Guy on Rocks: Gold hasn’t blown up yet and iron ore will be ‘stronger for longer’
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Guy on Rocks’ is a Stockhead series looking at the significant happenings of the resources market each week.
Former geologist and experienced stockbroker Guy Le Page, director and responsible executive at Perth-based financial services provider RM Corporate Finance, shares his high conviction views on the market and his “hot stocks to watch”.
This week gold witnessed its biggest one-day drop in over seven years, sliding 5.7 per cent.
But investors are being urged not to panic yet.
“I think the gold price had a particularly strong run and it was always going to have a pullback, but I think there’s this view that it probably ran too hard too soon, which is probably reflected in the valuations,” Guy Le Page said.
“A lot of the gold companies had gone from discount to fair value to premium to big premium, so [the pullback is] probably not unhealthy for sector.”
Le Page says this week’s news of a potential COVID-19 vaccine out of Russia and the unprecedented rate of money printing around the globe have also played a part in the gold price movement.
“I think people are running out of safe havens given interest rates are near zero,” he noted.
“So, I think the case for gold is as strong as it was last week, the week before and all this year really. And probably more so because I think the pace of that [economic] recovery is going to be a lot more disappointing than people think.”
Iron ore, meanwhile, hasn’t missed a beat, continuing to trade above $US100 ($140) a tonne.
While there is the threat the 2.5-billion-tonne Simandou mine in Guinea could still come into production – something that’s been on the cards for a long time now – and displace some Aussie supply, Le Page says iron ore shipments Down Under are continuing strongly.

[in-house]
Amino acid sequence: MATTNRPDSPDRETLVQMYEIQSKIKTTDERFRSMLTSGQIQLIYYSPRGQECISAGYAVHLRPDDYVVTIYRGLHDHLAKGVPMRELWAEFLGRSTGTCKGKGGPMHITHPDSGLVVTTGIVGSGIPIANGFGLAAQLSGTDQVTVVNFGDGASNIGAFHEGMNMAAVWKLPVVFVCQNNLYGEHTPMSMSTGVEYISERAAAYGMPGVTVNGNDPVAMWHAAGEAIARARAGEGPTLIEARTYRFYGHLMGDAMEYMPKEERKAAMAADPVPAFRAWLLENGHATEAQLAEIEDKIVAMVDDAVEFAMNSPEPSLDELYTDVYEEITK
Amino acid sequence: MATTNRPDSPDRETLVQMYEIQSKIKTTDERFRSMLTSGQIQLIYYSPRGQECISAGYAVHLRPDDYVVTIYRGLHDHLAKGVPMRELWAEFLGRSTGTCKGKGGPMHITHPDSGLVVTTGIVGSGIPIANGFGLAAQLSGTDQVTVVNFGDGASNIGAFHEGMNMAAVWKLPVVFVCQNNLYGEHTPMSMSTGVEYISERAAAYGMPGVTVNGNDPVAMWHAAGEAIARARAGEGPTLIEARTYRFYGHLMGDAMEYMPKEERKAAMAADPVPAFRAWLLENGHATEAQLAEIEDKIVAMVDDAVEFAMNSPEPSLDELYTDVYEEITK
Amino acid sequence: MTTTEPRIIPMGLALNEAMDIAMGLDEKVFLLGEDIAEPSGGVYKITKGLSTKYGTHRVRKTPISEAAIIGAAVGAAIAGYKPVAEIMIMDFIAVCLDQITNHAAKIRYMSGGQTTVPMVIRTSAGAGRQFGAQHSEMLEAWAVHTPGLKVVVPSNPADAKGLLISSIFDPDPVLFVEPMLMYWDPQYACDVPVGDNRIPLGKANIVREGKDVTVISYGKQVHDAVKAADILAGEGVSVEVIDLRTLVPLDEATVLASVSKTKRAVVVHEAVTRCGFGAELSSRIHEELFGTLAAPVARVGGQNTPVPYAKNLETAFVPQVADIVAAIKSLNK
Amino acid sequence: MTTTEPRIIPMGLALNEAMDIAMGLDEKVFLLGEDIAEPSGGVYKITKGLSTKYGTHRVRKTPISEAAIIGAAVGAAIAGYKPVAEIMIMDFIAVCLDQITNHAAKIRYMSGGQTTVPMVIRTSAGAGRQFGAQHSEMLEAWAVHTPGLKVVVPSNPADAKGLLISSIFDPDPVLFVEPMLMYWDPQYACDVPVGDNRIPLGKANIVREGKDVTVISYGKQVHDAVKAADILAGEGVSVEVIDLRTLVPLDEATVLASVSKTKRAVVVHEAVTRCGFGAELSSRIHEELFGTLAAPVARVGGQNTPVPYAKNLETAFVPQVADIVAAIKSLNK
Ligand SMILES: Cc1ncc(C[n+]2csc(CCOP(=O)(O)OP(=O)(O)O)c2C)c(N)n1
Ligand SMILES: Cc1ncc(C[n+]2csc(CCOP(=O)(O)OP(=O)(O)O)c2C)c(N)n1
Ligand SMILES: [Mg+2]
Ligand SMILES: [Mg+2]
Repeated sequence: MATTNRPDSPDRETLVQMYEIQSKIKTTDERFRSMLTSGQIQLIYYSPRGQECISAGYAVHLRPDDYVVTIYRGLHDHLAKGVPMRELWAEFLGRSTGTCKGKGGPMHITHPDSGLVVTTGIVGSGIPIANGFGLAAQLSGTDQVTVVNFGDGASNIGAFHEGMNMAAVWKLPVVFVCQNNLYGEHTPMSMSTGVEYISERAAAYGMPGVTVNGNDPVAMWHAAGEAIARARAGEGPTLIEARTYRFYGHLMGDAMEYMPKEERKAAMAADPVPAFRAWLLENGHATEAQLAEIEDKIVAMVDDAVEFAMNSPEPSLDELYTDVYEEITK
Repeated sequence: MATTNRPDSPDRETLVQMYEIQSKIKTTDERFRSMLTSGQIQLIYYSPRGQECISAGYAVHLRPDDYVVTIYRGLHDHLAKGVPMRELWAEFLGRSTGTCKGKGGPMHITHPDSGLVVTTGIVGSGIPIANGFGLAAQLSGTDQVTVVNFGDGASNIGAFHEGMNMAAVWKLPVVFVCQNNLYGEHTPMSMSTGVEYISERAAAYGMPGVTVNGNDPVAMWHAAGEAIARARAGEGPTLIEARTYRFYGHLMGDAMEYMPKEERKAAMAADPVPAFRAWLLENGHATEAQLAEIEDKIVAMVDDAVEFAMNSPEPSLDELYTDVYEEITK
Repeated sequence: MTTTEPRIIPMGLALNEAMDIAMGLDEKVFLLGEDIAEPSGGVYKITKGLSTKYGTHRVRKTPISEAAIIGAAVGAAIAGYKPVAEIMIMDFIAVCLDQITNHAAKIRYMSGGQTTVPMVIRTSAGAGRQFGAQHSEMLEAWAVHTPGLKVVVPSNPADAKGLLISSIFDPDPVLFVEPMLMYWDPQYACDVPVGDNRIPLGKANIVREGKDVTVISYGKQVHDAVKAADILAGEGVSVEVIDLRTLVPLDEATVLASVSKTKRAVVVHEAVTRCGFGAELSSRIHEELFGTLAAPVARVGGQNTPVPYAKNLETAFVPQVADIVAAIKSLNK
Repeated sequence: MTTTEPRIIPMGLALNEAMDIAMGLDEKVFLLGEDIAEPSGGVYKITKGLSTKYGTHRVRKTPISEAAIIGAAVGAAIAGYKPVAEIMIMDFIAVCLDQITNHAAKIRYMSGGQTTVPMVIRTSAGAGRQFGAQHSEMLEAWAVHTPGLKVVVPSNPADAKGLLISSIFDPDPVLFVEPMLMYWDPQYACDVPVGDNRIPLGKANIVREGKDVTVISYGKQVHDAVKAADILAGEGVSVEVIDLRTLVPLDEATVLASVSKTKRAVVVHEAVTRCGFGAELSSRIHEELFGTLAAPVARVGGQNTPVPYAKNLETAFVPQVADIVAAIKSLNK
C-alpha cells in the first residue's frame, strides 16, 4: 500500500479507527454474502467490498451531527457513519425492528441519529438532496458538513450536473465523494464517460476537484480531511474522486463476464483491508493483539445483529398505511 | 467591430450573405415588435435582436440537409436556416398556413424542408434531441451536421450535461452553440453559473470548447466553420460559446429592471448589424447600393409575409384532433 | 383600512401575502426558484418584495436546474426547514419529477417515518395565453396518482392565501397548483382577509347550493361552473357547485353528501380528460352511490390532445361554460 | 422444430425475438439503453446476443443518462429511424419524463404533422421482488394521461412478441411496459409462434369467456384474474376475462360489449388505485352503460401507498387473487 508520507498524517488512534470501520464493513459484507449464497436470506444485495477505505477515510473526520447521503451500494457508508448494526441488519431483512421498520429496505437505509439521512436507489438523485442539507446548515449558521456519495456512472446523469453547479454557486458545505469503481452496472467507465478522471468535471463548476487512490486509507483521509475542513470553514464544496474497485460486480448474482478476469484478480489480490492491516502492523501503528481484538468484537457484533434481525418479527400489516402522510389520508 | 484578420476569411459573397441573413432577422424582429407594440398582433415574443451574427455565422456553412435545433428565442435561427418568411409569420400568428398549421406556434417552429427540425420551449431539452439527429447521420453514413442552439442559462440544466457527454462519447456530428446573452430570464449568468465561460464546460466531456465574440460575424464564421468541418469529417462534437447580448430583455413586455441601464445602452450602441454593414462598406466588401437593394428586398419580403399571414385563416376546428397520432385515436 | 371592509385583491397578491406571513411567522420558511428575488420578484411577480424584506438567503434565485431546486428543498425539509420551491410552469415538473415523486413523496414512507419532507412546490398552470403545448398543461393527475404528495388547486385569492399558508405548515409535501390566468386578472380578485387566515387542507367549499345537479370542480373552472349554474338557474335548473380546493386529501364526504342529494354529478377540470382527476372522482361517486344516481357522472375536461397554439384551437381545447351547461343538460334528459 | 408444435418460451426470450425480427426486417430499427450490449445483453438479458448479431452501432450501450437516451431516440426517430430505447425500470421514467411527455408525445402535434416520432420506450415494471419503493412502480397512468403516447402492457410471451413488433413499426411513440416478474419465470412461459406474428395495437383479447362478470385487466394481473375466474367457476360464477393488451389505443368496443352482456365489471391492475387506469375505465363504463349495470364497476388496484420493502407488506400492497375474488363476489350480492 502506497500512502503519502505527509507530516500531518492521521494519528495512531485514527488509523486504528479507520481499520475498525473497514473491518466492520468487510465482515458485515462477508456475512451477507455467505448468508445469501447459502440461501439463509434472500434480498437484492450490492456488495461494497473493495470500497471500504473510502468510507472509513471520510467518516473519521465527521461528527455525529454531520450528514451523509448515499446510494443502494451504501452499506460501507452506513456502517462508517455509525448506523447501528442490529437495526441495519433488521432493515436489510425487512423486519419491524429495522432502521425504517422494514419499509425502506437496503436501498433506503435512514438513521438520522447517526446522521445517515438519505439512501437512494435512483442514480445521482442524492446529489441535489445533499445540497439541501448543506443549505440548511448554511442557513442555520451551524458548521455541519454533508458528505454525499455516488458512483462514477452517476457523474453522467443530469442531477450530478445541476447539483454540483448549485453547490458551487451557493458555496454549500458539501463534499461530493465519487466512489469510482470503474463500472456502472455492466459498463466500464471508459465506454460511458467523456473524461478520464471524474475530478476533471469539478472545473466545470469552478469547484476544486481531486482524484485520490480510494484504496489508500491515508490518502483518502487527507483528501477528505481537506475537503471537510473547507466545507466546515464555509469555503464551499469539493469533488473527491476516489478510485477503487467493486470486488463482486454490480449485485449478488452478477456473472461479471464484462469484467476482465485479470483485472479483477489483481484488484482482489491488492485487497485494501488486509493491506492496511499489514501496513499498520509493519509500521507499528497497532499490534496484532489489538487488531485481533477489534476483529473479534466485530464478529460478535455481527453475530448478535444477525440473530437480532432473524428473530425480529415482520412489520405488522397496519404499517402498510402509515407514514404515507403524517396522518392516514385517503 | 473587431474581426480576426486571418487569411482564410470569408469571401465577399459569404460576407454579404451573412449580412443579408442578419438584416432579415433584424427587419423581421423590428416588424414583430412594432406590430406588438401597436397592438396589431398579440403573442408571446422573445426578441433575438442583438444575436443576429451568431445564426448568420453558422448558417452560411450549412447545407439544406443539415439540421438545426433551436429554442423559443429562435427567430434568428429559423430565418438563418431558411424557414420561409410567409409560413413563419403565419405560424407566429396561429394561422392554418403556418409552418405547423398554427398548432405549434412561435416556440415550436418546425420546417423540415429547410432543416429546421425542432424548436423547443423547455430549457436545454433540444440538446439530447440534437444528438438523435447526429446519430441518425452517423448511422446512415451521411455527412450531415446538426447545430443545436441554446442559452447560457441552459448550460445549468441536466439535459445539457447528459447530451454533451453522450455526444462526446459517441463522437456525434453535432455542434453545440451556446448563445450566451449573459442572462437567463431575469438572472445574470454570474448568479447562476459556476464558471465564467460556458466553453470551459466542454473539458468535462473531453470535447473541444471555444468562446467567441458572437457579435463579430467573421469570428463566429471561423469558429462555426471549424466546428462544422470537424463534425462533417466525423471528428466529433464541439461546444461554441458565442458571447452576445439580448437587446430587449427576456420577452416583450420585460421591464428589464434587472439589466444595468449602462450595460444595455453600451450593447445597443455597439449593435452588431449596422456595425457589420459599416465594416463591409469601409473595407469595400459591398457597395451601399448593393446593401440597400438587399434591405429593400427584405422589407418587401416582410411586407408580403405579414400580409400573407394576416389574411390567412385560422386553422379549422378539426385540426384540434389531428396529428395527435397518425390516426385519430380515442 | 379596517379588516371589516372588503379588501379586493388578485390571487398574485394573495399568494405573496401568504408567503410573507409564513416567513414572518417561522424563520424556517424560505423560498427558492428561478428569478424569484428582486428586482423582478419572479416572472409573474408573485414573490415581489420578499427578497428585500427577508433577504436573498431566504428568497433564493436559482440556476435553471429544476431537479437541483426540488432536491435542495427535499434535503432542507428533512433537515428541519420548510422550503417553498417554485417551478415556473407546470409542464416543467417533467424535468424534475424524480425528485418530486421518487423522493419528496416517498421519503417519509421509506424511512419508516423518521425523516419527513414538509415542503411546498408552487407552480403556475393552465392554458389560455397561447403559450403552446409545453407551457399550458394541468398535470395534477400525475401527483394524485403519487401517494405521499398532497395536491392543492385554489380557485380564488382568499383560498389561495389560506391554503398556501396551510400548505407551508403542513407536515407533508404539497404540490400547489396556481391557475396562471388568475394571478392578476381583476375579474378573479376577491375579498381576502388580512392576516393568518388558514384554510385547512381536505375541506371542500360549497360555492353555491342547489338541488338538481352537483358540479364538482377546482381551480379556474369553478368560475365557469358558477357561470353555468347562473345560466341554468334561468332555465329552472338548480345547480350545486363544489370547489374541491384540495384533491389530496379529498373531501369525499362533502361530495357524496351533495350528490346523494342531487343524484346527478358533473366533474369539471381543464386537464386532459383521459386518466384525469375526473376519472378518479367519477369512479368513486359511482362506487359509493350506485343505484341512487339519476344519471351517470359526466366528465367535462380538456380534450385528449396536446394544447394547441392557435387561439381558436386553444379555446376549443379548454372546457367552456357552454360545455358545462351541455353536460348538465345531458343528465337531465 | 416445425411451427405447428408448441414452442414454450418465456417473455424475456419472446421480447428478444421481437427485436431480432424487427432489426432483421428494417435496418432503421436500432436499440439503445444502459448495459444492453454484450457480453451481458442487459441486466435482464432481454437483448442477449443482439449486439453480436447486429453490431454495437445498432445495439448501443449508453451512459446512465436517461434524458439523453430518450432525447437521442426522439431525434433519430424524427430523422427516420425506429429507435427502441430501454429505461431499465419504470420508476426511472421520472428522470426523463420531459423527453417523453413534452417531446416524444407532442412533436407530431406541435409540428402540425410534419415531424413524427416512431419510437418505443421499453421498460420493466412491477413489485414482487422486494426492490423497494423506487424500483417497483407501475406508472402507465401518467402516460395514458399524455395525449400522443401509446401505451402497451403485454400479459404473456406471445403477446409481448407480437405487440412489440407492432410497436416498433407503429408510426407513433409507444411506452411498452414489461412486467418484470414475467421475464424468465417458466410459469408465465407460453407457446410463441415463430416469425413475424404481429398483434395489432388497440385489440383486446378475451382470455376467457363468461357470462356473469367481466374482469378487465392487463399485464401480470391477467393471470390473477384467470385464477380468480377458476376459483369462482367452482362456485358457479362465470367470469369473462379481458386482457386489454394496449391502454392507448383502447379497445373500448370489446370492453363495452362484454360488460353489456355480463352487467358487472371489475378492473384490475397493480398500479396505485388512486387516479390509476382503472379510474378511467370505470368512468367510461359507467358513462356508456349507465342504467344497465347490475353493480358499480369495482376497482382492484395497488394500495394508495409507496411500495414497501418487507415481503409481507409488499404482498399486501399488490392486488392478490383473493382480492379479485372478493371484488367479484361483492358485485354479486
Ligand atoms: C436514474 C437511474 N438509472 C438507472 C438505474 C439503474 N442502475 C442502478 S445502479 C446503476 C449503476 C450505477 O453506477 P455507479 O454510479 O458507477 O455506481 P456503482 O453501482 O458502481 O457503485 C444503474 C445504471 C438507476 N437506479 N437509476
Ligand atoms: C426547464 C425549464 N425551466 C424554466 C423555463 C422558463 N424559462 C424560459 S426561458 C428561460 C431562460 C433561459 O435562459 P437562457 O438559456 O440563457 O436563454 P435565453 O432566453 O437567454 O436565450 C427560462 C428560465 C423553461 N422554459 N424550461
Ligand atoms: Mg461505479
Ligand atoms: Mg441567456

“I’ve seen some commentary on Simandou potentially adding somewhere between 12 and 15 per cent of supply, which again has been coming for the last 10 years and has never eventuated,” Le Page said.
“In the meantime, Australian shipments are up 3 per cent. So that continues to be pretty strong. FMG is up 8 per cent, Rio was flat, but demand out of China is still pretty strong.
“I know the analysts have consistently got it wrong, but I think there’s the realisation that spot, which has averaged $US110 per dmt [dry metric tonne] in the September quarter, is surprisingly 15 per cent higher than the consensus earnings and a 40-50 per cent increase over last year’s forecast.
“So I think there’s the realisation it’s going to be stronger for longer.”
The strong iron ore price is good news for the likes of up and coming iron ore miner Fenix Resources (ASX:FEX), which just got the greenlight to mine its high-grade direct shipping ore (DSO) project in WA.
“That’s a major step forward,” Le Page said. “They expect to be breaking dirt in the next three months.”
The first shipment is scheduled for early 2021.
But Le Page says Fenix is undervalued and only trading, on a fully diluted basis, at about one-year’s earnings – which based on spot prices he estimates at about $70m.
“They’ve got a six to seven-year mine life and is trading at one-year’s earnings. So that I think gives us a pretty good idea of what the upside is,” he said.
“I think if they can deliver that earnings over 12 months, and it’s a long way off, but I think as we get closer to it and they start reporting quarterly figures we should see that stock move close to 30-40c.
“I think that’s a reasonable target for the next 12 months.”
Fenix’s share price is hovering around 17.5c at the moment. When Le Page first highlighted the company back in mid-May it was trading around 6c.